772a66bc58d7310672e77b6d0200b855

Lucio Fontana, Concetto spaziale, Attese, 1967, waterpaint on canvas, 31 1/2 x 25 5/8 in. (80 x 65 cm.). Private Collection, London. © 2016 Artists Rights Society (ARS), New York / SIAE, Rome.

NEW YORK, NY.- Eykyn Maclean announces The Serial Attitude, an exhibition that reintroduces two opposing perspectives on Serial Art. 

In November 1967, Elayne Varian, the Director of the Finch College Museum of Art in New York, called upon a young artist – Mel Bochner – to help organize an exhibition on Serial Art. To coincide with the show, Bochner wrote The Serial Attitude, published in Artforum’s December 1967 issue. In his essay, Bochner devised a set of operative rules to define Serial Art, specifying that it is a process that must be pre-determined, and must have a rigid system with progressive numbers or elements where order takes precedence over the execution. Eykyn Maclean explores Bochner’s perspective with works such as Jasper Johns’ 0-9 trial proof from 1960, Sol LeWitt’s 3 x 3 x 3, 1965 (on loan from the LeWitt Collection), Donald Judd’s Untitled bullnose progression from 1966, and Bochner’s own works Continuous/Dis/Continuous and Counting by Fives, both from 1971. 

d49eeee66333912a5c0f40e27b928b3c

Carl Andre, 64 Zinc Square, 1968, zinc, 64-unit square (8 x 8), each: 3/8 x 9 7/8 x 9 7/8 in. (1 x 25 x 25 cm.), overall: 3/8 x 78 3/4 x 78 3/4 in. (1 x 200 x 200 cm.)Photo Courtesy Eykyn Maclean © DR

Artforum’s former editor, John Coplans, strongly disagreed with Bochner’s definition of Serial Art, and in 1968 curated a show at the Pasadena Art Museum entitled Serial Imagery. His essay for the exhibition catalogue essentially served as an elaborate critique to Bochner’s position. Coplans defined Serial Art within a context of thematic variation, while also underscoring the importance of repetitive elements or images within an artwork or series. For Coplans, although there is an inherent order in which artworks within series are created, it is lost immediately upon the work’s creation. Eykyn Maclean will illustrate Coplans’ perspective with works such as Andy Warhol’s Flowers paintings (early 1965) and Frank Stella’s Malcolm’s Bouquet (1965). 

Eykyn Maclean begins the investigation chronologically, introducing the serialization of time through four of Eadweard Muybridge’s Animal Locomotion photographs from 1887. Marcel Duchamp’s Fresh Widow (1920/1964) and Ellsworth Kelly’s Study for a Window I (1949) treat the theme of serialization through their choice of a mass-produced subject matter. These early examples lay the foundation for the main focus of the exhibition, the period from the late 1950s to the early 1970s.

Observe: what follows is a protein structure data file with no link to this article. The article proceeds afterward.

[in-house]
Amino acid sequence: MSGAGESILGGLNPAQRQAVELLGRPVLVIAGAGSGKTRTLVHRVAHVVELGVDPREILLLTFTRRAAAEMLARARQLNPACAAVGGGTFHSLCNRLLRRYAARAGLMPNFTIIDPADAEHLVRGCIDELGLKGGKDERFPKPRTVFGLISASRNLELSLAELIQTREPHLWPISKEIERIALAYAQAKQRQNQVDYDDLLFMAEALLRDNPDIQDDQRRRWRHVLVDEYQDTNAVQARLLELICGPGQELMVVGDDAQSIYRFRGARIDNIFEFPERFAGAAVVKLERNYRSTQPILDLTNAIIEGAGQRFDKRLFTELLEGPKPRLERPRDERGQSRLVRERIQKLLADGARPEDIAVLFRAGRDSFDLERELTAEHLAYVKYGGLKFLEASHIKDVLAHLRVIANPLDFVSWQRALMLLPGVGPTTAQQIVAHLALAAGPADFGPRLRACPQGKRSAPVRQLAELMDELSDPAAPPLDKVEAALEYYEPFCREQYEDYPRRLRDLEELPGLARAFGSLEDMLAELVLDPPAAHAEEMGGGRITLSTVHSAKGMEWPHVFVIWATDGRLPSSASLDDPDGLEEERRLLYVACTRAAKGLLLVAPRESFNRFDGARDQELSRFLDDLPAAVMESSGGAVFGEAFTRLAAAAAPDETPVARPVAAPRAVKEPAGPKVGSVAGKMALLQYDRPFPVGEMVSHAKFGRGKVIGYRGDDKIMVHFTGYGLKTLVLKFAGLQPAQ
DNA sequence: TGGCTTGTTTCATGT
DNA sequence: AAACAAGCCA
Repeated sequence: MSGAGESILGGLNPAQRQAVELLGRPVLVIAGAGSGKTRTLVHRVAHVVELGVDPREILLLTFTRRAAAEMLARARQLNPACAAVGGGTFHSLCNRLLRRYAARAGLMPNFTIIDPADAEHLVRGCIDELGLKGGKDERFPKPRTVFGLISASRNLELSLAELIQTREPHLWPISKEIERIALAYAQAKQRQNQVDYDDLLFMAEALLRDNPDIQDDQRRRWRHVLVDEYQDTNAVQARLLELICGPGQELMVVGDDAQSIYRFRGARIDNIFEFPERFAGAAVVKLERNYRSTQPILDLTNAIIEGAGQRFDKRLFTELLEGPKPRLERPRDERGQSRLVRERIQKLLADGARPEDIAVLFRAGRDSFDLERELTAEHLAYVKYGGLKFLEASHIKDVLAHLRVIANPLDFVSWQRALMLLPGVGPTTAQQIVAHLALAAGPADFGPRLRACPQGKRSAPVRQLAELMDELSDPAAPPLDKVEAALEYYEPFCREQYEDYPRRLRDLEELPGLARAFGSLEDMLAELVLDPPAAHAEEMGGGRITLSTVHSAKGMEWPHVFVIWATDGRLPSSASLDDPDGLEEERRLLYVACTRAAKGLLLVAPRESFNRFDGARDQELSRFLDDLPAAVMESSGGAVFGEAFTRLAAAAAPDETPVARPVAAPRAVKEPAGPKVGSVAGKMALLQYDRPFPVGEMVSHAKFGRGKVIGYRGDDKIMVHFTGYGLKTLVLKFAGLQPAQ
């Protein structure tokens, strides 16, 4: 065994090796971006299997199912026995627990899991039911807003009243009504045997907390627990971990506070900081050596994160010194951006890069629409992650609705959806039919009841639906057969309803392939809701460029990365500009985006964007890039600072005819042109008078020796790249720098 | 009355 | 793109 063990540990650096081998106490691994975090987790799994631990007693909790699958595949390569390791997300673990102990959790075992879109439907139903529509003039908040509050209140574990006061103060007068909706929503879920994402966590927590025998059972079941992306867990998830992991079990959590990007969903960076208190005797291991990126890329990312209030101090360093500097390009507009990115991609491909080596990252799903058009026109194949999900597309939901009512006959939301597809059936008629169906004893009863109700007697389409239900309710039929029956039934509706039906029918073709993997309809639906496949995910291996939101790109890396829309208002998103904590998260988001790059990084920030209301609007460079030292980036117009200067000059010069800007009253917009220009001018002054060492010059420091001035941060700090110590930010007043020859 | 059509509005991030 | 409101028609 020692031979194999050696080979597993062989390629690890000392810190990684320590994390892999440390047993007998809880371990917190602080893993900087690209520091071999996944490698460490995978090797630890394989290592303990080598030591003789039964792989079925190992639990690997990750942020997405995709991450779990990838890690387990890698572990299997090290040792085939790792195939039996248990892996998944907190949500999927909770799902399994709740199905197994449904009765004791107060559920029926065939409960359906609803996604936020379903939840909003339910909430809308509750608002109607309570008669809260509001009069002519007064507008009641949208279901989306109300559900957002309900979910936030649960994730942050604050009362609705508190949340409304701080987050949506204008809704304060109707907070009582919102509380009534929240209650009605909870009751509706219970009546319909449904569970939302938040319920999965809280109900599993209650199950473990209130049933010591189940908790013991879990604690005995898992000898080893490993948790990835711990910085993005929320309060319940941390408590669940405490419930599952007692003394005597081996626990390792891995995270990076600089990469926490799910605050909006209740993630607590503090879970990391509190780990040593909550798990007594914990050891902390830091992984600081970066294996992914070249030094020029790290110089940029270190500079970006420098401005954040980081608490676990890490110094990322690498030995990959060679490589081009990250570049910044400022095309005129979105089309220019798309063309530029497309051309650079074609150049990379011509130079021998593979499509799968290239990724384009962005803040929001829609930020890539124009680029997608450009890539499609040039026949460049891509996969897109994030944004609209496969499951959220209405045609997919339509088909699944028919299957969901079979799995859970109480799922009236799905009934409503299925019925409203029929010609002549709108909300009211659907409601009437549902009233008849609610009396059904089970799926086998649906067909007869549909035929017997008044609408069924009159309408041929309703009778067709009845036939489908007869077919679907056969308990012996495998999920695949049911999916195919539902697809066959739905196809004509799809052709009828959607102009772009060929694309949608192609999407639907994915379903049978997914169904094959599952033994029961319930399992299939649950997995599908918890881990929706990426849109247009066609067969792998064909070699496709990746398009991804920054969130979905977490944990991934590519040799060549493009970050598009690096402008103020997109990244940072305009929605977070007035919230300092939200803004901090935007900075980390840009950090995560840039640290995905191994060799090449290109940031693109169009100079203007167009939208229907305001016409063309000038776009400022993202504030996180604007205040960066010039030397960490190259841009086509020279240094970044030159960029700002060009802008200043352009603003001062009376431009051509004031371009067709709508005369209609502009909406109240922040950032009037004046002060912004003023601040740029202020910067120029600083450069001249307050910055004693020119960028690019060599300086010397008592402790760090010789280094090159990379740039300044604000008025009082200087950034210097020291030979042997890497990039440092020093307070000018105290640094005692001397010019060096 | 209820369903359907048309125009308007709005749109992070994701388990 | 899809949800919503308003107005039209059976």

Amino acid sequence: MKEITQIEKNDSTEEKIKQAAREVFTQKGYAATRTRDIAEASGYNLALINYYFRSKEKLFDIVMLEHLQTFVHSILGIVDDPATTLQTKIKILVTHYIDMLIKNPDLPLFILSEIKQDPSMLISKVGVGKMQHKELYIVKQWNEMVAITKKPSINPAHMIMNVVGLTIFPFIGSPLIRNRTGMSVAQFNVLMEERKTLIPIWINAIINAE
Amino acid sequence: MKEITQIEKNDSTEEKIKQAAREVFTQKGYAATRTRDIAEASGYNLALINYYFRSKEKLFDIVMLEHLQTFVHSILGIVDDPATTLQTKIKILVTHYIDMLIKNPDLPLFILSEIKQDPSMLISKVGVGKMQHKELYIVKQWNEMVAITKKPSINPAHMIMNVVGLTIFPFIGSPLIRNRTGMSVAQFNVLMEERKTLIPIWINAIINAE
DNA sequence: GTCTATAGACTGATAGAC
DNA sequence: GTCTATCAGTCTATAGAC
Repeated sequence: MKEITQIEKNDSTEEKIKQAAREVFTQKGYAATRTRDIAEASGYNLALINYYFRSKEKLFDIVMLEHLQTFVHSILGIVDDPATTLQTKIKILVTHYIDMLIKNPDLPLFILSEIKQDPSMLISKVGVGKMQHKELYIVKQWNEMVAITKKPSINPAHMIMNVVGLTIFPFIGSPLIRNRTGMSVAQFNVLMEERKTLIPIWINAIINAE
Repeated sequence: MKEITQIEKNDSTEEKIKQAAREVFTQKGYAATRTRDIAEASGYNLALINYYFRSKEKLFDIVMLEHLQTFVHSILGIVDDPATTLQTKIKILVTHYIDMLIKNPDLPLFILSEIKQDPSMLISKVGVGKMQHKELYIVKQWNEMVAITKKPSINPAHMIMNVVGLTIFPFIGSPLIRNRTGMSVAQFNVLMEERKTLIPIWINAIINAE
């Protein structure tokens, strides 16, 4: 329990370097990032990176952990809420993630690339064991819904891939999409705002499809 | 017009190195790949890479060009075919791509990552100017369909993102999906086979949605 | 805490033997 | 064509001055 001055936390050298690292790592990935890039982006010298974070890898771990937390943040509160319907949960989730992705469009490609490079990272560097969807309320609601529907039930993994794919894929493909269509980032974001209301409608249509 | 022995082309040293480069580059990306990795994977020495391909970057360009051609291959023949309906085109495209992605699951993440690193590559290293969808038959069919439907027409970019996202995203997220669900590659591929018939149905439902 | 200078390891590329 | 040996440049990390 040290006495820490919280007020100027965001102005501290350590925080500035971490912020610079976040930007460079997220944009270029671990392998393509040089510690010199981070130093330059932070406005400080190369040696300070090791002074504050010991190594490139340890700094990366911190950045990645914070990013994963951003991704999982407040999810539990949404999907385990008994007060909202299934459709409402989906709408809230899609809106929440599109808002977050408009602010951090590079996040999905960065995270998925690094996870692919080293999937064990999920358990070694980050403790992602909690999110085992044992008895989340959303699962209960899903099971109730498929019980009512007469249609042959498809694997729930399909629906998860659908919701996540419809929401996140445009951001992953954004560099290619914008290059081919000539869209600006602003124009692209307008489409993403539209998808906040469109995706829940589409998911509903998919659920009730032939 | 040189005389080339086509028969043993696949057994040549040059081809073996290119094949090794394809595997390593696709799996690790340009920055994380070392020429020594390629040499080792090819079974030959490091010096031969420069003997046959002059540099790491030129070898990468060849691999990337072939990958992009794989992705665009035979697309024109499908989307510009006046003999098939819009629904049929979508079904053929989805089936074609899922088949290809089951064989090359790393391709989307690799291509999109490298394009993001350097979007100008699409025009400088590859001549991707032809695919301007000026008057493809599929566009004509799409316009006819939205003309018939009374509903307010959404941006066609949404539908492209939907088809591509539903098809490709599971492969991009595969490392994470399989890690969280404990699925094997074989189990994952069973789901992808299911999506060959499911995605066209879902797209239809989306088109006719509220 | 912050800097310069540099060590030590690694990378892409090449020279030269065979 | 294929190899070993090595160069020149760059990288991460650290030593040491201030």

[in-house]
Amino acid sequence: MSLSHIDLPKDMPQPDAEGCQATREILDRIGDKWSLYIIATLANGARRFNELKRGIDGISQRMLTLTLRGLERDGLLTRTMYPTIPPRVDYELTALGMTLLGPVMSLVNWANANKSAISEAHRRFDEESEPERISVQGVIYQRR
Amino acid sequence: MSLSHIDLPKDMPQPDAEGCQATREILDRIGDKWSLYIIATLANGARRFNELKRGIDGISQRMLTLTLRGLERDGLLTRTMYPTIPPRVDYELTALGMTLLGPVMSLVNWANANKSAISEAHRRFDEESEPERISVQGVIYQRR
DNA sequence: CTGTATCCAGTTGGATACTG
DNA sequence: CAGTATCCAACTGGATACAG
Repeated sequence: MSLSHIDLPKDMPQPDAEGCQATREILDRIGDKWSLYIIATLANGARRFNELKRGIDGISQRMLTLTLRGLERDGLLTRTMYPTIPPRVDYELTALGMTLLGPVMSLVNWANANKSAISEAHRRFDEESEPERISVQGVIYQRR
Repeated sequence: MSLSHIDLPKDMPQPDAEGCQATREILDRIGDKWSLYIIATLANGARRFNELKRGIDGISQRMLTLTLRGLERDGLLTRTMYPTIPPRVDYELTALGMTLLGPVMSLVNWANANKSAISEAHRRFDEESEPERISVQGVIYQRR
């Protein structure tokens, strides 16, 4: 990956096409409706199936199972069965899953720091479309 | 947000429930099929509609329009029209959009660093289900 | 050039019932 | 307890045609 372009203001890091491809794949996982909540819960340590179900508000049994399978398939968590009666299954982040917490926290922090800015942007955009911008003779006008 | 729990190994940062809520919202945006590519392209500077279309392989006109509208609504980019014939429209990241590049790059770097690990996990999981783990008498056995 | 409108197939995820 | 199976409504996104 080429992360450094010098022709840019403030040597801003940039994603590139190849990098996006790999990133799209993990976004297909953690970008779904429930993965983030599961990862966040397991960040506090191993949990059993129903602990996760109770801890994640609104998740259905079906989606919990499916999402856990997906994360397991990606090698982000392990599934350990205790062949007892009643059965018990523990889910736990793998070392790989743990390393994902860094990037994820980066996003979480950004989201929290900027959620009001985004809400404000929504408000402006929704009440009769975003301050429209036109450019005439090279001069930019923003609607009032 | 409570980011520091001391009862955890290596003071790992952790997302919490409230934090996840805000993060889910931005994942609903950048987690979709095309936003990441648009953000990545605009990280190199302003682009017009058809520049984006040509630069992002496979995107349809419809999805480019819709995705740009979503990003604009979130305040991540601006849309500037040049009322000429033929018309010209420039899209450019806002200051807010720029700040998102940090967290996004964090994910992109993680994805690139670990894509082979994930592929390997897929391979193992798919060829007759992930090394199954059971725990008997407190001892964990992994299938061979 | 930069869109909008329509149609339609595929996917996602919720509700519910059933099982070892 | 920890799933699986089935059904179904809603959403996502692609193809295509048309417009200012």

91ee5ee2bd63240e9afcc5bcdab44e53

Mel Bochner, Counting by Fives, 1971, black ink on paper, 13 3/4 x 11 in. (34.9 x 27.9 cm.). Courtesy the artist. Courtesy Eykyn Maclean © DR

Seriality, however, was not only being explored in America. In Europe, the Zero and Arte Povera movements (likely unwittingly) bridged both Bochner’s and Coplans’ theories. Eykyn Maclean examines these overlapping transatlantic attitudes with works including Günther Uecker’s Bewegtes Feld from 1963 (on loan from the Glenstone Collection), François Morellet’s 2 Simple Trames 80° 100° (1972), and an untitled work by the recently rediscovered Zero artist Hal (Hannalore) Busse from 1962. 

The Serial Attitude is a thought-provoking survey that affords visitors an opportunity to draw their own conclusions regarding the definition of Serial Art. 

A fully illustrated catalogue has been published in conjunction with the exhibition, presenting the original essays by Mel Bochner from 1967 and John Coplans from 1968, as well as a history and analysis of Serial Art by art historian Mark Gisbourne, commissioned specifically for the exhibition.

32f74a5505dbd5914d07a9e936f75ccf

Marcel Duchamp, Fresh Widow, conceived in 1920 and executed in 1964, miniature French window on wooden sill; painted wooden frame and eight panes of glass covered with black leather, 31 1/8 x 17 3/4 x 4 in. (79 x 45.1 x 10.2 cm.), from an edition of 8 + 2 APs + 2 for museum exhibitionsCourtesy Eykyn Maclean © DR

d9ac87aec3be3a149650ac262197f55b

Eadweard Muybridge, Animal Locomotion (Plate 1), 1887, collotype, 5 3/4 x 19 3/4 in. (40 x 50 cm.)Courtesy Eykyn Maclean © DR

ebcabe6c9415873cedfa39759f462127

Jasper Johns, 0-9, 1960, trial proof, lithograph on. Jeff Goodman handmade paper, 17 1/2 x 12 1/2 in. (44.5 x 31.8 cm.). Courtesy Eykyn Maclean © DR

aab09fd43b3fa1928389a9bd43cc8228

Sol LeWitt, Serial Project 1, Set D (Model), c. 1967-68, painted metal, 2 x 8 1/4 x 8 1/4 in. (5.1 x 21 x 21 cm.); LeWitt Collection, Chester, ConnecticutCourtesy Eykyn Maclean © DR

c4a2f57562edd64b96ae1351bbae24a6

Donald Judd, Untitled, 1966, lacquer on cold rolled steel, 5 x 69 x 8 1/2 in. (12.7 x 175.3 x 21.6 cm.). Private Collection. Photo by Peter Schälchli, Switzerland. © 2016 Judd Foundation / Artists Rights Society (ARS), New York.

2a6d1879fd72272fdea48491a9c93729

Günther Uecker, Plus-Minus-Nul, 1968, 15 single objects, nails on tinplate on wood, each plate 5 7/8 x 5 7/8 in. (15 x 15 cm.); overall: 26 x 26 in. (66 x 66 cm.  Courtesy Eykyn Maclean © DR